Cybercriminals have a diverse arsenal for conducting attacks. Phishing is a leading attack vector used by ransomware gangs, nation-state threat actors, and other cybercriminals, and even the protection provided by multifactor authentication is now being bypassed in some sophisticated campaigns. Unpatched vulnerabilities are often exploited to gain access to networks, then there are brute force attacks to guess weak credentials, but many attacks are conducted over the web.

Common Web-Based Threats

Malicious adverts are added to advertising networks, which see the adverts displayed in the third-party ad blocks on many of the most popular websites. Termed malvertising, these adverts redirect users to malicious websites where malware is downloaded or to phishing content. The adverts often advertise fictitious software solutions, which users are tricked into downloading and installing. Oftentimes, genuine programs are installed, albeit with malware installed in the background.

Despite the controls Google has in place for detecting malicious content, some malicious ads are displayed in the search engine listings. These malicious adverts are displayed at the top of the Google listings, so can attract considerable traffic. In the fall of 2021, one such campaign targeted cryptocurrency investors, and saw losses incurred of more than $500,000 before Google detected and removed the malicious adverts from its Google Ads platform.

Malicious websites are also displayed in the search engine listings for specific business searches, with SEO poising techniques used to get the sites to appear high up in the listings. These websites may only have a short shelf life before they are detected and removed from the listings, but they are added in such volume that they do pose a significant risk. These campaigns are commonly used for distributing malware, with users tricked into thinking they are downloading the content or program they have been searching for.

Another common web-based attack involves pirated software and copyright-infringing material that is added to peer-to-peer file-sharing networks, where the user is tricked into installing the malware in the belief they are getting licensed software for free. The product activators or cracks used for generating license codes often install malware in the background. Users may get the genuine software they are seeking, but malware is silently installed in the background.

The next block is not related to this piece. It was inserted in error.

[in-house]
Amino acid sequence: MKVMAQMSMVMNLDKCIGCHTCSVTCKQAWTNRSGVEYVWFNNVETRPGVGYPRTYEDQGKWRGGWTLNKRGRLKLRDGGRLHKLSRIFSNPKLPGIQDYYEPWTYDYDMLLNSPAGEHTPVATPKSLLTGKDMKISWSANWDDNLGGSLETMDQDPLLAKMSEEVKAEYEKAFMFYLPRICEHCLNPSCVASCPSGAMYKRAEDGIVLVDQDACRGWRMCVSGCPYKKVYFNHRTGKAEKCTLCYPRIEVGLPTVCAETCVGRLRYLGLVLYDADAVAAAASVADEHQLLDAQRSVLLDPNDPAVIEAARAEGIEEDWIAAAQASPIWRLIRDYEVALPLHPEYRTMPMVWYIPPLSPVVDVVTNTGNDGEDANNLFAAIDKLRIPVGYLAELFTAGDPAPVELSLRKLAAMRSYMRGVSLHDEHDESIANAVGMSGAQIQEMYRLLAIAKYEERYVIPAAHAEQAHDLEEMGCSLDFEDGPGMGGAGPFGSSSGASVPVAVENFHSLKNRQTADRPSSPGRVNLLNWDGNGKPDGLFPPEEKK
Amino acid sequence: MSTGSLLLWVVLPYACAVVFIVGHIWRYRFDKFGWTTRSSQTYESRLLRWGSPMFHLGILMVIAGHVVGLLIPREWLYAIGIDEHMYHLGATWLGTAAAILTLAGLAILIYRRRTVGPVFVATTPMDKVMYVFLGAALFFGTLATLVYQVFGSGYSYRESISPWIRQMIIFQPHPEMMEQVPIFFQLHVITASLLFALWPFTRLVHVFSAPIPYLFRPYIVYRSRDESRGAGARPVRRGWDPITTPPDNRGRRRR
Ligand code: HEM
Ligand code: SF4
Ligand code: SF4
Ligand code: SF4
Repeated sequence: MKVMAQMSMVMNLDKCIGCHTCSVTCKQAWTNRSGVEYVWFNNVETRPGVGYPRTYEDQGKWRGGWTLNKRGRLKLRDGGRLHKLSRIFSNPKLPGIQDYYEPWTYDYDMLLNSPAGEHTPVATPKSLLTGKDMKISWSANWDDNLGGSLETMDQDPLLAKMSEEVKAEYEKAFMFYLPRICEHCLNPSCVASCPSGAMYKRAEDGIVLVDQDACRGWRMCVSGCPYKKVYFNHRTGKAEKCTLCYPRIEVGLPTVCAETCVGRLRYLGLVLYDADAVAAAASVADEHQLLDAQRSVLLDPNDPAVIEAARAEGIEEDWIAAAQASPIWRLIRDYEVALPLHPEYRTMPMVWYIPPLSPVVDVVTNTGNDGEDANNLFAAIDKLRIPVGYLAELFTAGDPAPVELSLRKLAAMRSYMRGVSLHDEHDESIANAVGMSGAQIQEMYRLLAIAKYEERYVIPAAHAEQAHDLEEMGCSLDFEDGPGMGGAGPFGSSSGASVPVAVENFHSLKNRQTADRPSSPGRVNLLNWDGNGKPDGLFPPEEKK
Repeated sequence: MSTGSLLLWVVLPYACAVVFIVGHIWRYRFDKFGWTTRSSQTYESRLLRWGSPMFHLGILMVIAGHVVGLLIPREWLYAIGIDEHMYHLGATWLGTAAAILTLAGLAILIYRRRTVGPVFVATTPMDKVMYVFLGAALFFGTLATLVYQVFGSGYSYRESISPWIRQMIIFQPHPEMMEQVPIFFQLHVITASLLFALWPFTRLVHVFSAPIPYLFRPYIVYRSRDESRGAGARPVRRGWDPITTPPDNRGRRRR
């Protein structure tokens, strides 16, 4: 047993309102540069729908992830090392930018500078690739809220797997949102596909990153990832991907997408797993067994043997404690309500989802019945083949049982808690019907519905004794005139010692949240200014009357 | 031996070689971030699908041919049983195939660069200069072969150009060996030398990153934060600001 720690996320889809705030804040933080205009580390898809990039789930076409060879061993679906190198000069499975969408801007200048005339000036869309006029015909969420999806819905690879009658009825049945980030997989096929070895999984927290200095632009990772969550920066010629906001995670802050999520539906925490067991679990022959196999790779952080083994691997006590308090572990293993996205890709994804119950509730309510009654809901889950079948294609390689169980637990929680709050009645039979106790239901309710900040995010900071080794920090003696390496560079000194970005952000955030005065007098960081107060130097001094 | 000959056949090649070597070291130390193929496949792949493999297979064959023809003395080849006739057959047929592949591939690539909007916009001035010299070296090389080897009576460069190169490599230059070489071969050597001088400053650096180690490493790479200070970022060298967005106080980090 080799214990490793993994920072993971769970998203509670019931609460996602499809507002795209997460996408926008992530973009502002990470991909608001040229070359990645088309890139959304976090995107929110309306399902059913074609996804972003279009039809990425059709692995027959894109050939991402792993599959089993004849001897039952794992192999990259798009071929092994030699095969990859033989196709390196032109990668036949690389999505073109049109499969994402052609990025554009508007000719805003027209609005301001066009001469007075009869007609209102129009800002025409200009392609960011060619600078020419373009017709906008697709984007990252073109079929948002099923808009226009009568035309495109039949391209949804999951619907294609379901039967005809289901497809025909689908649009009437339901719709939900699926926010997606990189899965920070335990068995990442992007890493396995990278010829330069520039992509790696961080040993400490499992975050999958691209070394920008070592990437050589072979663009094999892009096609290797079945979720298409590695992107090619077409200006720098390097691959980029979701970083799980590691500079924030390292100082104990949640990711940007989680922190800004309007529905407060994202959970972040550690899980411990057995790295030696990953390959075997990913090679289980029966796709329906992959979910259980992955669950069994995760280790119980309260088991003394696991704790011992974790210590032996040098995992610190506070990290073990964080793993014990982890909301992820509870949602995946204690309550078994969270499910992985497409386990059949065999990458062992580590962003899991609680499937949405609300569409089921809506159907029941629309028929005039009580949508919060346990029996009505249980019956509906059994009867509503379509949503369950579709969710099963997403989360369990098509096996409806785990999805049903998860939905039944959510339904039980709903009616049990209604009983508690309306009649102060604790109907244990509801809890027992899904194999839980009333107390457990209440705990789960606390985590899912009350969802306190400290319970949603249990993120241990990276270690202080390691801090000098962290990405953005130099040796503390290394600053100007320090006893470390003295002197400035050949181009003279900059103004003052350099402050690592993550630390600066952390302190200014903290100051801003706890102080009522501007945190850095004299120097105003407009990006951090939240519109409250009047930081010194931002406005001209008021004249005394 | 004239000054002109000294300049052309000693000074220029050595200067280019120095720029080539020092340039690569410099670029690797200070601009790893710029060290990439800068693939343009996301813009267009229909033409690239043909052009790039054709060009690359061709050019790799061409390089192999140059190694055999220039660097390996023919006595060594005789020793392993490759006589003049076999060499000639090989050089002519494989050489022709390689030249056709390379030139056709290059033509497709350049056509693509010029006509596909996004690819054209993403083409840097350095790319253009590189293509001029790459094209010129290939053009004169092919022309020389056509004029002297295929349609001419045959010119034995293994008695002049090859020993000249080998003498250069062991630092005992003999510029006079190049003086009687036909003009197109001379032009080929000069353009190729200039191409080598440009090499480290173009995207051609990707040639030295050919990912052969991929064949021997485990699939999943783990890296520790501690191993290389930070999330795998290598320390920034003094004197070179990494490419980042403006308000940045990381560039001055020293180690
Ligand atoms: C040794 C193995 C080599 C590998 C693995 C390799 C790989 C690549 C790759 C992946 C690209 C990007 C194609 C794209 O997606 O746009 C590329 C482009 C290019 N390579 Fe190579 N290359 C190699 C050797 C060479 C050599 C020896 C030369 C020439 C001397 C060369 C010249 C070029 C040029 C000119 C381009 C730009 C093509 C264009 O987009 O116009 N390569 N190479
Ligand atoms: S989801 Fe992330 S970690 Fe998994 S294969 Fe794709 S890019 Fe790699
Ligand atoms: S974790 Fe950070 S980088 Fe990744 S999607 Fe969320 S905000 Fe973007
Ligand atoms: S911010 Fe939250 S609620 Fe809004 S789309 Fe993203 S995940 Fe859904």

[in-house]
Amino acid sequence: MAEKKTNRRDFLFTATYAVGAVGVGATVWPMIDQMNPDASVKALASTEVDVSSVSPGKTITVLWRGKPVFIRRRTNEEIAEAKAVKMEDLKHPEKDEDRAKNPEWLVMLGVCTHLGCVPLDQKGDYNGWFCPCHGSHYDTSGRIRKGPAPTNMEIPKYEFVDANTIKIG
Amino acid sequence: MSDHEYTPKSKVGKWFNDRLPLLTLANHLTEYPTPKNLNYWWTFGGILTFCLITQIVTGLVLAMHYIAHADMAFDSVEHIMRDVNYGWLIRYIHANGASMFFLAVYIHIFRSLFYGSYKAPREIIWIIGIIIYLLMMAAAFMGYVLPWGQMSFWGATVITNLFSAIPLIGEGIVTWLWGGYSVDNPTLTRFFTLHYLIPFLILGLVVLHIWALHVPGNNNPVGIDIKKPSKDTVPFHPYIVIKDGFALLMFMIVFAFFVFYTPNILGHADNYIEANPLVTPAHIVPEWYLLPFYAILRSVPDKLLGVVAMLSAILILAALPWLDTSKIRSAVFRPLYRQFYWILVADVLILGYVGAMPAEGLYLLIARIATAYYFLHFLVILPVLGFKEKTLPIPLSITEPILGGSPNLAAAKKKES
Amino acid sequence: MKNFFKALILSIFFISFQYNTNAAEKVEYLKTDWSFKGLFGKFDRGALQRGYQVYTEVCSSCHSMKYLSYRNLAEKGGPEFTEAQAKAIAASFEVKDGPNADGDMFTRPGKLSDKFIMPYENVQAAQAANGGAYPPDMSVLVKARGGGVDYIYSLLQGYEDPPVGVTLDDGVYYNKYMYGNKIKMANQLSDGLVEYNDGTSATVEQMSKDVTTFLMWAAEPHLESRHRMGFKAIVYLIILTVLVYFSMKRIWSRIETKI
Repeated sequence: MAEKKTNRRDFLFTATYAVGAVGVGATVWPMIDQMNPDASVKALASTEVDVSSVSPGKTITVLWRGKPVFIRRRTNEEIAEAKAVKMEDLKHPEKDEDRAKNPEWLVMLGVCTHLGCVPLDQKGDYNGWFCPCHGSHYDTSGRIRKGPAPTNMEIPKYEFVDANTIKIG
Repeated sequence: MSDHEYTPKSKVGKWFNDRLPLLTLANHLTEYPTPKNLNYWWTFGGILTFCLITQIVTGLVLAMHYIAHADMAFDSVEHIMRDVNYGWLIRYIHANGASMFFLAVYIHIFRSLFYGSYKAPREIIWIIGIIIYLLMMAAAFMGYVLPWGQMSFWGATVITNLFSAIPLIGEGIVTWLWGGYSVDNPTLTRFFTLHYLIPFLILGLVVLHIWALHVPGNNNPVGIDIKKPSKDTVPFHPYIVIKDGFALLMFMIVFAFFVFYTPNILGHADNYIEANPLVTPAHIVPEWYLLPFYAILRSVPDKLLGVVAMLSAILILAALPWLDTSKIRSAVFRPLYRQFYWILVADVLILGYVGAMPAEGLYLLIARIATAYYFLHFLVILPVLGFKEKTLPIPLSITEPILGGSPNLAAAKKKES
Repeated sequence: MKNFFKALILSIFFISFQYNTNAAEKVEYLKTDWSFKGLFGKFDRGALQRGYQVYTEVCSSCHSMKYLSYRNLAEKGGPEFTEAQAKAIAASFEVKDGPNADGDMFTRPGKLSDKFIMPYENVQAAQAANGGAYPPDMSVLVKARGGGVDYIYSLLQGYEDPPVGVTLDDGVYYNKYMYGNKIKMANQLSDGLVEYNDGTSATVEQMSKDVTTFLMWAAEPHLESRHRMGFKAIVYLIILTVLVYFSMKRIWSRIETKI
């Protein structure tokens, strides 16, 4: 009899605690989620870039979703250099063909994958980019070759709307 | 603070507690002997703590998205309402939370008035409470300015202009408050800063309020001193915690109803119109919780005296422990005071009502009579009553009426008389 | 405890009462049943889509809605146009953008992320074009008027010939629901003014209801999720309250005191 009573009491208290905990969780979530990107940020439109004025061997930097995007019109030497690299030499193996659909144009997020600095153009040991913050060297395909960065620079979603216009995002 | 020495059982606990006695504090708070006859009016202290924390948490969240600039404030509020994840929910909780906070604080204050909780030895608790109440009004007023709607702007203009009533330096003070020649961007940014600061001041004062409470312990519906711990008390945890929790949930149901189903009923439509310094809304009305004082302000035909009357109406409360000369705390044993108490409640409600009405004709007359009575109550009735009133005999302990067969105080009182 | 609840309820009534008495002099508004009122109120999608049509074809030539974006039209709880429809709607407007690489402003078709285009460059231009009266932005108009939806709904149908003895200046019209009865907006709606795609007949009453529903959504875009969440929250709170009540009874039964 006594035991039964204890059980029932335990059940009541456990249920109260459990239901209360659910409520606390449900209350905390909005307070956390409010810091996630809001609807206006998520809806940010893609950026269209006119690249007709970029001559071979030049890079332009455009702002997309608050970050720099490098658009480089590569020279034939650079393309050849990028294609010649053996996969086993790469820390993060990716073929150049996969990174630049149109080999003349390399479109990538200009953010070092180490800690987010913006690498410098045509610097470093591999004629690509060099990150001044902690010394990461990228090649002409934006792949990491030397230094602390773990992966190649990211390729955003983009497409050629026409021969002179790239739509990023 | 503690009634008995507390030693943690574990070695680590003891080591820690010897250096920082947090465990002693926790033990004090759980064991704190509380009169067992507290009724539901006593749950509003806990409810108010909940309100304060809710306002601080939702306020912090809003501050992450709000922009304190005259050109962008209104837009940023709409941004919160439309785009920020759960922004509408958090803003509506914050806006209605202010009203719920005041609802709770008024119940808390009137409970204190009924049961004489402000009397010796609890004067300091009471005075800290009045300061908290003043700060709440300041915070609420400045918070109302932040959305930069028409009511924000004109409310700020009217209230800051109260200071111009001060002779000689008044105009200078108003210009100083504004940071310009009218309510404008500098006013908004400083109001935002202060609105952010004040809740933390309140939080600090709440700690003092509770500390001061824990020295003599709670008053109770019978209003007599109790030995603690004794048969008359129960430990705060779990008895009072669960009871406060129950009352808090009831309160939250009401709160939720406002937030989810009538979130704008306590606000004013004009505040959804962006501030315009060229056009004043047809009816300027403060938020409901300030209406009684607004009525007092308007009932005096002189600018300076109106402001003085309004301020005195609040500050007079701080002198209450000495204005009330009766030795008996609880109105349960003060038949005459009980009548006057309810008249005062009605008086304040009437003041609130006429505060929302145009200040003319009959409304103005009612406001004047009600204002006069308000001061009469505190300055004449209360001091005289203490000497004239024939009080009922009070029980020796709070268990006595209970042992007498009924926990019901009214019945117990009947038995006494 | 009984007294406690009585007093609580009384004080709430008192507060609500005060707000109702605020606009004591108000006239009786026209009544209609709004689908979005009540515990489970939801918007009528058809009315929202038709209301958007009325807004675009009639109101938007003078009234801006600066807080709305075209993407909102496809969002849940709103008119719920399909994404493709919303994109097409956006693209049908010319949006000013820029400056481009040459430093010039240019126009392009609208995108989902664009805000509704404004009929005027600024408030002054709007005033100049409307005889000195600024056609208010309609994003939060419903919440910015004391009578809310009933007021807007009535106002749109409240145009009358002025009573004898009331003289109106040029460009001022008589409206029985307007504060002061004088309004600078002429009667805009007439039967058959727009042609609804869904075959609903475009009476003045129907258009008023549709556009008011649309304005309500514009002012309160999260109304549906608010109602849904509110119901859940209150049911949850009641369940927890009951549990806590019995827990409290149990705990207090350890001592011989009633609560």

Another tried and tested web-based attack – which has been used by cybercriminals for almost as long as the web itself – is known as typosquatting or URL hijacking. Typosquatting targets careless typists. The threat actor registers a swathe of domains that are very similar to the domains used by the brands they are spoofing. These domains often have transposed letters – – for instance – or domains are registered with missing or additional letters.

These websites do not need to appear in the search engine listings as they target people who type the website into the address bar. Since these websites may look almost identical to the sites they spoof they can be very convincing. These campaigns are especially effective for targeting mobile users, as misspellings are much easier to make on mobile phones and users are much less likely to check the URL after typing.

Last weekend, a massive typosquatting campaign was discovered that included more than 200 separate domains, each of which was a clone of the brand being spoofed or a very close approximation. The domains included common misspellings and typos of 27 different brand names, including PayPal, Snapchat, Google Wallet, the Tor Project browser, and TikTok. In this campaign, the goal was to trick visitors into downloading Windows or Android malware – a banking Trojan called ERMAC that targets accounts and cryptocurrency wallets.

These are just a few examples of web-based attacks and despite the risks posed by these types of attacks, many businesses do not have the cybersecurity solutions in place to detect and block these threats. Security awareness training will go a long way toward improving defenses against these attacks and should be provided regularly to the workforce. Businesses should also consider implementing a web filter.

A web filter is a software solution that allows businesses to control the content their users can access, like a parental control filter that prevents minors from accessing age-inappropriate content. The web filter is fed extensive threat intelligence from a global network of endpoints. When a malicious site is detected, it is added to the blocklist and any attempt to connect to the site will be prevented.

Web filters such as WebTitan Cloud, TitanHQ’s DNS-based web filter, will also perform scans of websites and scores the sites on their potential to be malicious. This provides protection against new URLs that have yet to be detected as malicious. WebTitan Cloud can also be configured to block downloads of certain file types, such as executable files that are used to install “shadow IT” – software unauthorized by the IT department – and malware. Content can also be blocked by category, to help improve productivity and prevent access to inappropriate web content such as pornography.

Importantly, WebTitan Cloud protects businesses from all of the above web-based attacks. For more information on web filtering, to arrange a product demonstration, or to sign up for a free trial of the solution, give the TitanHQ team a call.